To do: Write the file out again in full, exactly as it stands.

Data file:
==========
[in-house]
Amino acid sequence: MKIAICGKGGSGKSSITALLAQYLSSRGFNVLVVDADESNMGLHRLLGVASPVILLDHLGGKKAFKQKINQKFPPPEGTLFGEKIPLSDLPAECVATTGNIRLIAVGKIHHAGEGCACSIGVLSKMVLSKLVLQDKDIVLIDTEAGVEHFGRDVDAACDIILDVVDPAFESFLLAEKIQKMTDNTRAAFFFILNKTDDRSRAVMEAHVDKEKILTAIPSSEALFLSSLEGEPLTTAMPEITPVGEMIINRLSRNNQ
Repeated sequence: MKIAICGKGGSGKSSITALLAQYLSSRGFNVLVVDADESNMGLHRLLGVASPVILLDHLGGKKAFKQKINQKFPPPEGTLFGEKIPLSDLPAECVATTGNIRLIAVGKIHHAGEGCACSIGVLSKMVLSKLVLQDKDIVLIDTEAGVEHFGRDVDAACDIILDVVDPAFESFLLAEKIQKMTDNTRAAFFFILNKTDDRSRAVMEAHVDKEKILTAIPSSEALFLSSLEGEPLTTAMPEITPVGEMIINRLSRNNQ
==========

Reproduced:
[in-house]
Amino acid sequence: MKIAICGKGGSGKSSITALLAQYLSSRGFNVLVVDADESNMGLHRLLGVASPVILLDHLGGKKAFKQKINQKFPPPEGTLFGEKIPLSDLPAECVATTGNIRLIAVGKIHHAGEGCACSIGVLSKMVLSKLVLQDKDIVLIDTEAGVEHFGRDVDAACDIILDVVDPAFESFLLAEKIQKMTDNTRAAFFFILNKTDDRSRAVMEAHVDKEKILTAIPSSEALFLSSLEGEPLTTAMPEITPVGEMIINRLSRNNQ
Repeated sequence: MKIAICGKGGSGKSSITALLAQYLSSRGFNVLVVDADESNMGLHRLLGVASPVILLDHLGGKKAFKQKINQKFPPPEGTLFGEKIPLSDLPAECVATTGNIRLIAVGKIHHAGEGCACSIGVLSKMVLSKLVLQDKDIVLIDTEAGVEHFGRDVDAACDIILDVVDPAFESFLLAEKIQKMTDNTRAAFFFILNKTDDRSRAVMEAHVDKEKILTAIPSSEALFLSSLEGEPLTTAMPEITPVGEMIINRLSRNNQ